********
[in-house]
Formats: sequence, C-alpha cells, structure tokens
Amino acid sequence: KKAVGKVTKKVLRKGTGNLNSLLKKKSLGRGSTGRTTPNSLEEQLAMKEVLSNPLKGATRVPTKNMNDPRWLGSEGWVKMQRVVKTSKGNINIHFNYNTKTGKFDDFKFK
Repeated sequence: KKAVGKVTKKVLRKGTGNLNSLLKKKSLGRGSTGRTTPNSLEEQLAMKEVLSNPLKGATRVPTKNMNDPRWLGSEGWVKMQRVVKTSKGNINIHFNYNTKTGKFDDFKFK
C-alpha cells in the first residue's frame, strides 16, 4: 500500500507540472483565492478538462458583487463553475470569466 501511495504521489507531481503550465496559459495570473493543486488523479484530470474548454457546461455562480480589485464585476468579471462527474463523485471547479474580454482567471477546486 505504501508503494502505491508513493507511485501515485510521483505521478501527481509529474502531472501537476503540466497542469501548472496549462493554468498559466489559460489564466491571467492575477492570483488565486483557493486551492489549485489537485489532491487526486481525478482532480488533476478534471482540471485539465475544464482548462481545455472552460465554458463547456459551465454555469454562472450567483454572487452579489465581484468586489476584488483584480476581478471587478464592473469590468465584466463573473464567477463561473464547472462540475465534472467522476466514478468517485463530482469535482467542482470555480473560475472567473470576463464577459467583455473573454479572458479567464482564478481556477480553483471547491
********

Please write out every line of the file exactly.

[in-house]
Formats: sequence, C-alpha cells, structure tokens
Amino acid sequence: KKAVGKVTKKVLRKGTGNLNSLLKKKSLGRGSTGRTTPNSLEEQLAMKEVLSNPLKGATRVPTKNMNDPRWLGSEGWVKMQRVVKTSKGNINIHFNYNTKTGKFDDFKFK
Repeated sequence: KKAVGKVTKKVLRKGTGNLNSLLKKKSLGRGSTGRTTPNSLEEQLAMKEVLSNPLKGATRVPTKNMNDPRWLGSEGWVKMQRVVKTSKGNINIHFNYNTKTGKFDDFKFK
C-alpha cells in the first residue's frame, strides 16, 4: 500500500507540472483565492478538462458583487463553475470569466 501511495504521489507531481503550465496559459495570473493543486488523479484530470474548454457546461455562480480589485464585476468579471462527474463523485471547479474580454482567471477546486 505504501508503494502505491508513493507511485501515485510521483505521478501527481509529474502531472501537476503540466497542469501548472496549462493554468498559466489559460489564466491571467492575477492570483488565486483557493486551492489549485489537485489532491487526486481525478482532480488533476478534471482540471485539465475544464482548462481545455472552460465554458463547456459551465454555469454562472450567483454572487452579489465581484468586489476584488483584480476581478471587478464592473469590468465584466463573473464567477463561473464547472462540475465534472467522476466514478468517485463530482469535482467542482470555480473560475472567473470576463464577459467583455473573454479572458479567464482564478481556477480553483471547491